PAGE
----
Hunting for Wildflowers with Grandma Jordan

One of Aunt Mer's Gifts to me recently was my grandmother's collection of Tonala figurines. They too have had quite a global journey. From Mexico to San Pedro (L.A.) to Uganda to Ethiopia, they finally arrived in Belgium via suitcase about a month ago, with only one tiny glue-able injury among them. I love having them with me.... even though they are just one more bit of stuff that nobody really needs.

Grandma originally bought them on a trip that she and Grandpa took to go hunting for wildflowers, shortly after she retired. I always thought it was so cool that they went wildflower hunting together. They used to take us kids lots of places, but we were never invited on a wildflower trip (at least not that I know of).

In my memory it was their thing together, and I imagine it was probably very romantic. Grandpa just loved serving grandma like a queen. How gallant it must have made him feel to still take his beloved to such romantic destinations. How important, the reading of the map well in advance. How flattering that his driving skills (especially in their later years together) could still be put to noble romantic use.

Grandma especially loved the world's blue flowers, particularly those that dare to grow wild and take over whole hillsides and valleys. They brought her joy, and she traveled the world to see them while she could. When she'd traveled to Mexico with Grandpa by train, she was so moved by the wildflowers that she found a way to bring them back with her.

Yes, Grandma went just a little bit crazy at the Tonala Pottery factory shop. For the living room she had the collection of Tonala animal figurines and a non-useful tea set, neatly displayed on a round corner table. What made those seem a bit crazy were the plates, cups, saucers, and bowls in a complete set of at least 20, plus serving bowls, wine decanters, trivets and serving platters that she'd also brought. Our dining experience at Grandma's house became, forever more, a meal among Mexico's blue wildflowers. (I can't find a picture of it - does anyone else have a photo of us eating in the blue?)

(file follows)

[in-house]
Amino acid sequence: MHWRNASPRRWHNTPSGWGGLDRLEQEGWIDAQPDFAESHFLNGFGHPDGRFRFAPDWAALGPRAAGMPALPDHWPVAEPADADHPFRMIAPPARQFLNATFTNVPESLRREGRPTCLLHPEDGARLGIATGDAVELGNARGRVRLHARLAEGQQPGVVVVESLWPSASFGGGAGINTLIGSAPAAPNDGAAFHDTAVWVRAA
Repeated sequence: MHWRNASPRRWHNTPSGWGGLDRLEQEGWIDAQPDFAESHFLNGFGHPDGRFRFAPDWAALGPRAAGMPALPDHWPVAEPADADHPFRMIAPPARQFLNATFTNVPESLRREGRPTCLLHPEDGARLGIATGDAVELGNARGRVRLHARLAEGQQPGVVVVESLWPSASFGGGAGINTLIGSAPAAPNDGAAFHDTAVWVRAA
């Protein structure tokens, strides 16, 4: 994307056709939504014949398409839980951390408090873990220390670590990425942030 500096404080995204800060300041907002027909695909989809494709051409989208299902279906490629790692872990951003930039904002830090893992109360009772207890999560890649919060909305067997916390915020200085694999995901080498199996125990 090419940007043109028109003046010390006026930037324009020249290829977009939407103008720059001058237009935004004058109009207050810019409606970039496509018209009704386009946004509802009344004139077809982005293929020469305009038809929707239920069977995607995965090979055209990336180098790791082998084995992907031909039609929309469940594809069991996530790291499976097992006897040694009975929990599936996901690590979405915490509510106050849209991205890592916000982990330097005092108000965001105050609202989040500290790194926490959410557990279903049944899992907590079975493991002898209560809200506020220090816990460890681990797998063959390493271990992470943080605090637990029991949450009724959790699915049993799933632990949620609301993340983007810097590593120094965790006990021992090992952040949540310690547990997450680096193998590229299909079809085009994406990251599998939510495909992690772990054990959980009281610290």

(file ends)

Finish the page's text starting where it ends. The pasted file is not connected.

All these years later, this lively - if relatively little - bunch of Grandma's Mexican wildflowers fits right into my global eclectic home decorating approach. Of course, it would, since the way I decorate my own homes is so completely Grandma-inspired.

Behind her chair and the sofa, for as long as I can remember, was a huge wall with an amazing collection of paintings she and Grandpa had collected together in their travels around the world. Barns they had seen, works from artists they knew or had met. A prominent feature overlooking the family from another wall was a large landscape painting of a Spanish valley. They had bought it from the artist on a market in Spain together - an adventure I never got tired of hearing about.

@Grandma's with Aunt Mer and another of her gifts gifts I still have, circa 1985

Much of what I have around me in my "portable" home also offer physical reflections of the global journey that my life has been. Our posters and paintings are from places I've visited or lived. Our photographs are of family groupings of us with our various families in different countries. Much of the better art is by artists I've personally known. I've no idea, nor do I care, if my collection of "valuables" is meaningful to anyone else. If I love it so much, should I insure it? I don't think my global collection is altogether worth a lot of money, but it grounds me - and for that, it's worth it's weight in gold.

Much as I hate to admit it, I am very "attached to my stuff." I have a hard time throwing anything that has a story away. Expensive as it is to ship so much useless stuff, my various collections and special pieces of globally acquired junk are important emotional tools for me as I pick myself up and move from home to home. They help me define my portable comfort zone. My castle is my armament. My home is who I am, what I've experienced, and what I've loved in this life so far. It's getting a bit cluttered, but Grandma's free blue adventure spirit inspired a lot if it.

As my Grandma might say, though, if you ever see me overdoing it on the blue again, then somebody please shoot me! Though I always felt I understood her desire to paint herself up in blue for the last years of her life - and loved her for it - I did feel the blue "meadow" she later turned the living room into was a tiny bit much ;-)

But the visible touch of her free blue spirit that Grandma's Tonala brings into my home fully deserves the new space of prominence I've created for it in our portable living room. These silly little animals remind me daily to hunt for wildflowers everywhere! That's the most important life lesson my Grandma taught me. As a general philosophy, it's been what's helped me keep love for this thing called life alive, through bad times and good.

Thank you Grandma Jordan, for your inspiration that has guided my global journey, and so strongly shaped my personal sense of "home."

By the way, if you're a facebook friend, you can see photos of my latest "portable global home" project in Brussels over here:

Next time: A roommate I loved at UCLA passed on an unforgettable piece of "wisdom" she said she'd received from her grandmother: "We should fall in love as many times as we can in our lives, because whenever we allow ourselves to love, we learn something important about ourselves." Well thanks, roommate's granny, and here's the rub 20 years down the line - Relationship Status: It's Complicated.